Read more: Workers demand justice on third anniversary of Rana Plaza collapse


Ukraine: Construction union presents report to Government on 28 April

BWI affiliate, Construction and Building Materials Industry Workers’ Union in Ukraine “Profbud” has prepared a critique of current legislation on H&S in the Ukraine construction industry. The 90 page report will be presented to government and industry on 28th April in an International Workers Memorial Day event, with a strong recommendation to ratify C167. The report will then be translated and submitted to the ILO.

Next year at the ILC there will be a discussion, in the Committee for Application of Standards, on ILO C167 on H&S in construction. The BWI has alerted affiliates and advised on comments for the ILC discussion.

Hazards at Work – get your copy now!

Ahead of International Workers’ Memorial Day the TUC has published the new edition of their  best-selling guide to health and safety at work.

It is used by reps, officers, employers, professionals in the field and even enforcement officers.

This fifth edition is published at a time when the regulations that underpin workers’ protection are still under government scrutiny. It is no secret that cost-cutting and an obsession with ‘red tape’ lie behind the motives for reducing the impact of some laws, or even repealing others completely.

That is why trade union reps, officers and anyone with a practical interest in health and safety matters should have a copy of the 2016 edition of Hazards at Work. It explains the way unions organise to improve health, safety and welfare, how the law has changed in recent years and gives full details of the key legal provisions and how they are enforced.

As in previous editions, the ever-popular core of the book is the 24-chapter section on the common hazards and causes of ill health at work, and how to assess and prevent them.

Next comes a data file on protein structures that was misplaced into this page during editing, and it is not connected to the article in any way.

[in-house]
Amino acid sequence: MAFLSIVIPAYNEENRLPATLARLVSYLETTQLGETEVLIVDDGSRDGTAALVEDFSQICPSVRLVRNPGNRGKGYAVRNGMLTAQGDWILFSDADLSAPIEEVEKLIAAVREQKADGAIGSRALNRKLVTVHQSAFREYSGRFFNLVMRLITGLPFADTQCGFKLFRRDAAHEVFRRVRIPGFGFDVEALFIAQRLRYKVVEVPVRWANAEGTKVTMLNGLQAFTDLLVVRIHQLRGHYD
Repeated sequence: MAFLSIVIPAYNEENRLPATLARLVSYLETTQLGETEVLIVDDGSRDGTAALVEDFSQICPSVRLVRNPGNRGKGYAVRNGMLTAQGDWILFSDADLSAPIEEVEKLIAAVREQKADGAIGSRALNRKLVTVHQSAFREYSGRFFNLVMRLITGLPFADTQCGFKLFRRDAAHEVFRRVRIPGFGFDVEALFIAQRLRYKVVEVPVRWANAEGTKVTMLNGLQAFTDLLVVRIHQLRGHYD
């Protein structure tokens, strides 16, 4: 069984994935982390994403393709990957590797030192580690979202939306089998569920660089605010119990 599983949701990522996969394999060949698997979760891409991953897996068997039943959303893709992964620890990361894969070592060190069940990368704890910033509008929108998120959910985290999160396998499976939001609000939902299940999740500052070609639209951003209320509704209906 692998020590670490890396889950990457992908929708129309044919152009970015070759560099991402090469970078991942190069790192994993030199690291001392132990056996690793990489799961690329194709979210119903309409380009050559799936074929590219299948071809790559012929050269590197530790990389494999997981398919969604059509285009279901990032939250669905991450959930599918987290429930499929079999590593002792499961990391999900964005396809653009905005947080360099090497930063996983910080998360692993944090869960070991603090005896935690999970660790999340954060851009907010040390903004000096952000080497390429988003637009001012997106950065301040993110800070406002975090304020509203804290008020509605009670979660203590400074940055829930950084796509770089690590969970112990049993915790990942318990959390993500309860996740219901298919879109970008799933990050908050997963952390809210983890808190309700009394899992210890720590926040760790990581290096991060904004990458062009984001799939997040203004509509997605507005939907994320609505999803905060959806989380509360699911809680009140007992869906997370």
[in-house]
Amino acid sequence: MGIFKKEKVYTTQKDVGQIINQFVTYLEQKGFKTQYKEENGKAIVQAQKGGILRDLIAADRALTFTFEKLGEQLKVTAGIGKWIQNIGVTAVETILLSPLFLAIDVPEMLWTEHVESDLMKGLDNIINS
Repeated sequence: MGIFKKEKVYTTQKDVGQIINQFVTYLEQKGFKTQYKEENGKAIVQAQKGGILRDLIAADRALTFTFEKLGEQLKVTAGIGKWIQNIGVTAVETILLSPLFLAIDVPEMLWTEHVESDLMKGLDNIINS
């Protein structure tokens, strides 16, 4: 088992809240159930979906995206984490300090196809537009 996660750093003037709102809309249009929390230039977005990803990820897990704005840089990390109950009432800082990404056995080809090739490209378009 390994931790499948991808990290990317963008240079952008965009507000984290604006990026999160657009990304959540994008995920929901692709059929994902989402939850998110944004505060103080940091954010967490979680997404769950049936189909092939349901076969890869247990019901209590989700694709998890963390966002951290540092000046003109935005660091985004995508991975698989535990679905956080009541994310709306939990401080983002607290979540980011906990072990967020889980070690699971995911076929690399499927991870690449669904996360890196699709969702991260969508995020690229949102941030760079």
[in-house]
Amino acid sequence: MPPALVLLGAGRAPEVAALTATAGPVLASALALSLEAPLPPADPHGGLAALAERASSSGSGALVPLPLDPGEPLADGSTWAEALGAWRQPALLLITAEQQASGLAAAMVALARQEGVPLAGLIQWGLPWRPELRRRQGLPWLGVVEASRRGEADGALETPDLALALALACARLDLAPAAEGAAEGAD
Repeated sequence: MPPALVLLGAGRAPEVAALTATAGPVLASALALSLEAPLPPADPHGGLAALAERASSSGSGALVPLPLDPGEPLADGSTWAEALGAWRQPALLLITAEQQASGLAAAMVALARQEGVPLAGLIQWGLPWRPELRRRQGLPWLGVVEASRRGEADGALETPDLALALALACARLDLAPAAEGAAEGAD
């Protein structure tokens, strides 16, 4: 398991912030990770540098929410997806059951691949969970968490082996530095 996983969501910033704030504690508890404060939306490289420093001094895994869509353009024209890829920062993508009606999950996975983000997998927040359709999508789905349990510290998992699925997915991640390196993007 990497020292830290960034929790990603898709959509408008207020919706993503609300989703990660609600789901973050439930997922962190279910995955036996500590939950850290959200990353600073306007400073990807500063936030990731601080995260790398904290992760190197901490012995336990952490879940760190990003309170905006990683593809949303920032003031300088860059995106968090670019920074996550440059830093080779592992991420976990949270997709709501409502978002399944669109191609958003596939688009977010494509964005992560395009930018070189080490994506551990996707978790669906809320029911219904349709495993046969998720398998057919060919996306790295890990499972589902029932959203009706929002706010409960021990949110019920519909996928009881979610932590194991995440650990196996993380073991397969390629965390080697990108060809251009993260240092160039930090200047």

The book is an A4 size, 368-page, single volume softback, with a section on people in ‘special’ categories, such as young workers, casual workers, agency workers and disabled workers. The book also contains HSE and other guidance, extensive checklists, case studies and web resources.

“There are still too many people living with, and dying of, workplace injuries and illnesses. This book is the TUC’s most comprehensive tool for understanding, assessing and dealing with workplace hazards.”
Frances O’Grady, TUC General Secretary

Order your copy now!

There are two ways you can get hold of your copy of Hazards at Work:


On 28 April Norwegian unions will engage with social partners and the administration on OHS

For this 28th April, Norwegian national center LO and educational association AOF  are organizing a meeting to focus on occupational health and safety challenges for Norwegian workers, while also looking into the international picture. The program includes posts about work and health, work-related diseases and injuries, and work life/work environment issues, seen from the social partners’ side as well as from the Labour Inspectorate.

The full programme can be downloaded here

Slovenia: Unions demand new regulations on occupational health

Ljubljana, 22 April – The ZSSS trade union confederation has called on the government to adopt better regulations on occupational safety and health as it expressed support for a campaign to amend the directive on protection of workers from risks related to the exposure to carcinogens or mutagens.

Canada: CUPE events in Alberta


Every day, workers around the world are injured and killed while trying to earn a living. In Alberta, workplace deaths number in the hundreds per year.

On April 28th we pause to remember those injured and killed while working, and re-commit to improving conditions so further deaths will not occur.

The last year has sadly seen its share of workplace deaths and injuries. However, there is some good news. Alberta has joined other provinces in Canada in protecting agricultural workers under labour and health and safety laws. In the first three months of 2016, WCB Alberta has approved 159 applications for compensation from farmworkers – applications that would have been denied last year.

There is still much more to be done. Workplace deaths are preventable. Please keep working to make our jobs safer.

Click here to find out about April 28 events in your area.